House GOP Leader Kevin McCarthy is tired of fielding questions about Georgia Rep. Marjorie Taylor Greene.
That frustration was obvious during Tuesday’s Republican leadership press conference, when a reporter asked McCarthy about Greene’s decision to speak last weekend at the America First Political Action Conference (AFPAC), organized by white nationalist activist Nick Fuentes. Fuentes has denied the Holocaust took place and described the Taliban as a “conservative, religious force” while cheering Afghanistan’s fall to the Taliban last year. GOP Rep. Paul Gosar, another member of the House Freedom Caucus, spoke to AFPAC over video this year.
“I commented on that yesterday,” McCarthy said Tuesday morning during a House GOP press conference. The day before he told reporters Greene and Gosar’s appearances at the conference were “appalling and wrong.”
But McCarthy dodged repeatedly when pressed on whether Greene and Gosar will face any repercussions. He said on Monday that he would meet with the two members this week.
“I understand your job,” McCarthy said at Tuesday’s press conference. “I understand what you’re trying to do, but I’ve already commented on that. We’ve got a war in Europe that we have not seen since World War II.”
McCarthy’s Monday statement slamming the event was a departure from his silence last year when Gosar spoke at the same conference. But for now, McCarthy is leaving important questions unanswered: Will he support both House Republicans’ reelection campaigns or endorse their Republican primary challengers, as he did in Wyoming GOP Rep. Liz Cheney’s race? Do Greene and Gosar have a place in the House GOP conference? Is he still planning to reinstate Gosar and Greene to their committee seats in the next Congress if Republicans take the House—and is he still considering giving them better committee assignments than they had before, as he has said publicly?
The Dispatch pressed McCarthy Tuesday afternoon whether he’d support Republican primary challengers. “I made my statement yesterday,” he said.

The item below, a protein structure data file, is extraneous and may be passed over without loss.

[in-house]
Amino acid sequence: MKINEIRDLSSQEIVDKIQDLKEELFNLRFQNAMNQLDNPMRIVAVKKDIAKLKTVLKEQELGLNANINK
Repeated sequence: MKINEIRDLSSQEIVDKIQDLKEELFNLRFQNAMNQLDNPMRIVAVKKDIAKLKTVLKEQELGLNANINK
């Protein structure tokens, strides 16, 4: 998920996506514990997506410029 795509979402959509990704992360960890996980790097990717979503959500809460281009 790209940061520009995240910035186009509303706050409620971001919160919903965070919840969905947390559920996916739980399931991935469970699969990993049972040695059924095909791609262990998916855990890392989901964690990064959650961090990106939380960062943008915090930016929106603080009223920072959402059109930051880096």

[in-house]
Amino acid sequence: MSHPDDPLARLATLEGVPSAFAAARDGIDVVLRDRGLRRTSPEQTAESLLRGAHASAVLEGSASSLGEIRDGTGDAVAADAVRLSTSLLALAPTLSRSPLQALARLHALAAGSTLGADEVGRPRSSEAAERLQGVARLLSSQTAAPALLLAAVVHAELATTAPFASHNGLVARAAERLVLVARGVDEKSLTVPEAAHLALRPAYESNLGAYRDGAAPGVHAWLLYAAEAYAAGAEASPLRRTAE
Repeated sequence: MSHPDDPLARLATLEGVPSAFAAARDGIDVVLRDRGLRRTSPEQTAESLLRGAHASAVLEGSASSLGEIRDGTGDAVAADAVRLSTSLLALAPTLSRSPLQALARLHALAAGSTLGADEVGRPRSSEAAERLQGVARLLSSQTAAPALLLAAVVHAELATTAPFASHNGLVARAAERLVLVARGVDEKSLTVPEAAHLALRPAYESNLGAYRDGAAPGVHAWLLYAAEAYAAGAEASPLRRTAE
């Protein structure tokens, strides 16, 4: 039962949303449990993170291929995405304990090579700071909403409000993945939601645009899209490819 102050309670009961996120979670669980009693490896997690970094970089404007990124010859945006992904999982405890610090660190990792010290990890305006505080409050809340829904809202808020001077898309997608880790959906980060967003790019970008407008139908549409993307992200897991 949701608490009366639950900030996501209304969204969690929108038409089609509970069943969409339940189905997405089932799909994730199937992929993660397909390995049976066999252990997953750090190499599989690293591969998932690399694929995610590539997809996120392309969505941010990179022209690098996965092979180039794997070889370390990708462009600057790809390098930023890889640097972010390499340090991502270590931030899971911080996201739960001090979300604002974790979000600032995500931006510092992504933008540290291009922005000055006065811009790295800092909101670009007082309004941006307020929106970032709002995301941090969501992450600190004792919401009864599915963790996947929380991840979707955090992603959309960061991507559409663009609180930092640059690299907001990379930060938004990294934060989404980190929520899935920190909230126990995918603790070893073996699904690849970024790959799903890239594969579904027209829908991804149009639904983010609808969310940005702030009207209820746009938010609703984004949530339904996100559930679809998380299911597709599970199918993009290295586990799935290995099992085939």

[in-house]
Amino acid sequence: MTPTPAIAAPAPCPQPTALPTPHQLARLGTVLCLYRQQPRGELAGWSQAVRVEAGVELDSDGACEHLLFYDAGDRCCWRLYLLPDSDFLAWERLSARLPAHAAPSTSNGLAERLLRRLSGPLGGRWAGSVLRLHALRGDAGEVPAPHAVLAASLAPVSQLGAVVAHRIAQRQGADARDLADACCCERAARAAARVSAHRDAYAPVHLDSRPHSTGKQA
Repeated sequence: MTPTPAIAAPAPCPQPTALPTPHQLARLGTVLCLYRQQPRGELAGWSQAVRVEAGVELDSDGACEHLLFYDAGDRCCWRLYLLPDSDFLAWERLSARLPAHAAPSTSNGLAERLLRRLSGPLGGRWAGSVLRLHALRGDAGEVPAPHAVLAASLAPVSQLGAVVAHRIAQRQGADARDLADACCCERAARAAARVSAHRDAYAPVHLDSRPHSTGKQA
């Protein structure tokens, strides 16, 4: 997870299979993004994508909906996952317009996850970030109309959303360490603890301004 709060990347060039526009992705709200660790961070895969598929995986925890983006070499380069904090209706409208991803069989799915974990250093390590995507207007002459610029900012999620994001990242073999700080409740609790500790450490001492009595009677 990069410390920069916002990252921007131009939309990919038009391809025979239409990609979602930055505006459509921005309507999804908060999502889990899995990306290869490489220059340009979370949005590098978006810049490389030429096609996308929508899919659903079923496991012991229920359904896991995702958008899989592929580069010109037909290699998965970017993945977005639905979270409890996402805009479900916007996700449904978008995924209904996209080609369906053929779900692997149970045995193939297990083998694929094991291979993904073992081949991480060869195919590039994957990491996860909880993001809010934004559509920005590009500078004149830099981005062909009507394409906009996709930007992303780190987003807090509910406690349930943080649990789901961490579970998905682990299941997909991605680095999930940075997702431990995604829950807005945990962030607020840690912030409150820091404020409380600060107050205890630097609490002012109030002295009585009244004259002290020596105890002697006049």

House Speaker Nancy Pelosi doesn’t seem poised to inflict any kind of punishment—House Democrats already removed Greene and Gosar from their committee seats last year in two different votes prompted by their extreme rhetoric. Pelosi told The Dispatch on Tuesday that any further consequences should come from House GOP leadership.
“That’s up to the Republicans to take care—discipline their own members,” Pelosi said in a brief interview Tuesday afternoon. “It’s not up to us. I think one of the senators said it best: ‘They have morons on their team.’”
She was referring to remarks by Utah Sen. Mitt Romney over the weekend on CNN. Romney, when asked by HuffPost on Tuesday if Greene and Gosar should be kicked out of the party, responded that they should be “laughed out.”
On the same day as Greene’s AFPAC appearance, video of Fuentes praising Russian President Vladimir Putin for his violent war of aggression in Ukraine rocketed around the internet. He also suggested that comparisons of Putin to Hitler aren’t a bad thing and led the crowd in a pro-Russia chant, all of which heightened scrutiny on the conference and Greene’s participation.
Indiana Rep. Jim Banks, who chairs the Republican Study Committee, deflected questions Tuesday about whether Greene and Gosar should face any consequences. In two separate interactions, Banks repeatedly asked for a Dispatch reporter’s opinion instead of answering what he thought should be done. He pointed to a statement he made last year about Gosar’s attendance at the AFPAC conference.
Banks said earlier this week it is “unbecoming” for a member of Congress to speak at the event. “This is an event that no Republican should attend,” he told NBC News. “And it’s unfortunate that she did.”
Rep. Tom Rice, a South Carolina Republican who voted to impeach former President Donald Trump after Jan. 6 last year, said that he thinks the “vast majority” of congressional Republicans found both members’ attendance at AFPAC “appalling and reprehensible.”
“As you know, I have a lot of disagreements with Kevin McCarthy. But this is one time when I agree with him,” Rice said of McCarthy’s condemnation of their appearances at the conference. “What steps he takes past this, I don’t know.”
Greene defended her attendance at AFPAC in an interview with CBS News’ Robert Costa on Saturday by claiming she wasn’t aware of Fuentes’ views ahead of the conference, where she shook hands with Fuentes onstage. “I don’t know what his views are, so I’m not aligned with anything that may be controversial,” Greene said. “I went to his event last night to address his very large following because that is a young, very young, following and a generation I am extremely concerned about.”
Rep. Dan Crenshaw of Texas, a House Republican who has previously feuded with Greene on social media, isn’t convinced. “You should know better than to go to Nick Fuentes-led events,” Crenshaw said in a brief interview on Tuesday. “Marjorie tried to insinuate that she didn’t know what she was getting into. That’s a lie. Everybody knows Fuentes is a psychopath.”
Other congressional Republicans have directed ire at Fuentes. Texas Rep. Chip Roy, for instance, called Fuentes an “a–hole” in an interview with Politico this week and said he is “frustrated by colleagues who have chosen to associate in this situation.”